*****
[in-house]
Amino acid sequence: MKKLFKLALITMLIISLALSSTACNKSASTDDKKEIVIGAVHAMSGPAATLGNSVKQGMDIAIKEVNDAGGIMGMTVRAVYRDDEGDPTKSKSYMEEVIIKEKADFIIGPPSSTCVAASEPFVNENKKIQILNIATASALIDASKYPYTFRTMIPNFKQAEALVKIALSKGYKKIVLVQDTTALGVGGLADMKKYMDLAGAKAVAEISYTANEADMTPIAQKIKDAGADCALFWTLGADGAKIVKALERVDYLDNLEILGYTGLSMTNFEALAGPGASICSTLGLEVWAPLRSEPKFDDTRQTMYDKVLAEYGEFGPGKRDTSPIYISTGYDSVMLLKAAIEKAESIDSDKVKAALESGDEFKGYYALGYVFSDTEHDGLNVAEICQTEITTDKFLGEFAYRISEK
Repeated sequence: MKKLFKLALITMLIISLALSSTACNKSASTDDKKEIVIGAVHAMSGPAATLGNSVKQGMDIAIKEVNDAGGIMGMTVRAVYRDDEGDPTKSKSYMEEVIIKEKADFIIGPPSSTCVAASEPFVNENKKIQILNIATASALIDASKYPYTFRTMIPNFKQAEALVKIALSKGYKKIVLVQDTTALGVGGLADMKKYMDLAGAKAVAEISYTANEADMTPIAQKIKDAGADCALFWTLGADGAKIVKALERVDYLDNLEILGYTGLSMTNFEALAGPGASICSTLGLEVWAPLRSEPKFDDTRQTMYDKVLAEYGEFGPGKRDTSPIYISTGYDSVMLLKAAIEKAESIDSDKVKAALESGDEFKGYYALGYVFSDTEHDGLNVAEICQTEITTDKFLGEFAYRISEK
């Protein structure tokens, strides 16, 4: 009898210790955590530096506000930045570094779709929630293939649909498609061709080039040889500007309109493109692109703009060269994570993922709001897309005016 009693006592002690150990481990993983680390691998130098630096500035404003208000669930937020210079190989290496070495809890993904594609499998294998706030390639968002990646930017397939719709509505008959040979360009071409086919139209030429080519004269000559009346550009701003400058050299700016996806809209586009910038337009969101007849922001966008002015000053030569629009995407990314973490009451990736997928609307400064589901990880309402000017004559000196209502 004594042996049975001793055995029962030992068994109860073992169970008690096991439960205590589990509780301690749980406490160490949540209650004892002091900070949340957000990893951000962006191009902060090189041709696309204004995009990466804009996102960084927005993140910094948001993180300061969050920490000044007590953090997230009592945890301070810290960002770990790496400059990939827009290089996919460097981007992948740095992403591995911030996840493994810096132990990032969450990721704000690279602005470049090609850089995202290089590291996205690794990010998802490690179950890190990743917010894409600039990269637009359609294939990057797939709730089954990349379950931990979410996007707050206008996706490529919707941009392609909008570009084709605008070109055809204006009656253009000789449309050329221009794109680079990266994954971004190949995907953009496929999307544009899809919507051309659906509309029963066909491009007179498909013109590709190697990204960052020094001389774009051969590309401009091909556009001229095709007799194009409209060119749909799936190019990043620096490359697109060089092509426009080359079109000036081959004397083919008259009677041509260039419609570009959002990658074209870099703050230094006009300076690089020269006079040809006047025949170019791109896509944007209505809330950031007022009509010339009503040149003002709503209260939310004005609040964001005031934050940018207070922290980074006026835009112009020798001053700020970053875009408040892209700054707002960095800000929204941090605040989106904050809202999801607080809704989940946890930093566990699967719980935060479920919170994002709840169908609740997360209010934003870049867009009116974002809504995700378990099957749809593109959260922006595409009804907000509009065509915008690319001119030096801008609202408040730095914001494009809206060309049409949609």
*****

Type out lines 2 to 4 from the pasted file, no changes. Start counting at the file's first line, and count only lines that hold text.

Amino acid sequence: MKKLFKLALITMLIISLALSSTACNKSASTDDKKEIVIGAVHAMSGPAATLGNSVKQGMDIAIKEVNDAGGIMGMTVRAVYRDDEGDPTKSKSYMEEVIIKEKADFIIGPPSSTCVAASEPFVNENKKIQILNIATASALIDASKYPYTFRTMIPNFKQAEALVKIALSKGYKKIVLVQDTTALGVGGLADMKKYMDLAGAKAVAEISYTANEADMTPIAQKIKDAGADCALFWTLGADGAKIVKALERVDYLDNLEILGYTGLSMTNFEALAGPGASICSTLGLEVWAPLRSEPKFDDTRQTMYDKVLAEYGEFGPGKRDTSPIYISTGYDSVMLLKAAIEKAESIDSDKVKAALESGDEFKGYYALGYVFSDTEHDGLNVAEICQTEITTDKFLGEFAYRISEK
Repeated sequence: MKKLFKLALITMLIISLALSSTACNKSASTDDKKEIVIGAVHAMSGPAATLGNSVKQGMDIAIKEVNDAGGIMGMTVRAVYRDDEGDPTKSKSYMEEVIIKEKADFIIGPPSSTCVAASEPFVNENKKIQILNIATASALIDASKYPYTFRTMIPNFKQAEALVKIALSKGYKKIVLVQDTTALGVGGLADMKKYMDLAGAKAVAEISYTANEADMTPIAQKIKDAGADCALFWTLGADGAKIVKALERVDYLDNLEILGYTGLSMTNFEALAGPGASICSTLGLEVWAPLRSEPKFDDTRQTMYDKVLAEYGEFGPGKRDTSPIYISTGYDSVMLLKAAIEKAESIDSDKVKAALESGDEFKGYYALGYVFSDTEHDGLNVAEICQTEITTDKFLGEFAYRISEK
């Protein structure tokens, strides 16, 4: 009898210790955590530096506000930045570094779709929630293939649909498609061709080039040889500007309109493109692109703009060269994570993922709001897309005016 009693006592002690150990481990993983680390691998130098630096500035404003208000669930937020210079190989290496070495809890993904594609499998294998706030390639968002990646930017397939719709509505008959040979360009071409086919139209030429080519004269000559009346550009701003400058050299700016996806809209586009910038337009969101007849922001966008002015000053030569629009995407990314973490009451990736997928609307400064589901990880309402000017004559000196209502 004594042996049975001793055995029962030992068994109860073992169970008690096991439960205590589990509780301690749980406490160490949540209650004892002091900070949340957000990893951000962006191009902060090189041709696309204004995009990466804009996102960084927005993140910094948001993180300061969050920490000044007590953090997230009592945890301070810290960002770990790496400059990939827009290089996919460097981007992948740095992403591995911030996840493994810096132990990032969450990721704000690279602005470049090609850089995202290089590291996205690794990010998802490690179950890190990743917010894409600039990269637009359609294939990057797939709730089954990349379950931990979410996007707050206008996706490529919707941009392609909008570009084709605008070109055809204006009656253009000789449309050329221009794109680079990266994954971004190949995907953009496929999307544009899809919507051309659906509309029963066909491009007179498909013109590709190697990204960052020094001389774009051969590309401009091909556009001229095709007799194009409209060119749909799936190019990043620096490359697109060089092509426009080359079109000036081959004397083919008259009677041509260039419609570009959002990658074209870099703050230094006009300076690089020269006079040809006047025949170019791109896509944007209505809330950031007022009509010339009503040149003002709503209260939310004005609040964001005031934050940018207070922290980074006026835009112009020798001053700020970053875009408040892209700054707002960095800000929204941090605040989106904050809202999801607080809704989940946890930093566990699967719980935060479920919170994002709840169908609740997360209010934003870049867009009116974002809504995700378990099957749809593109959260922006595409009804907000509009065509915008690319001119030096801008609202408040730095914001494009809206060309049409949609």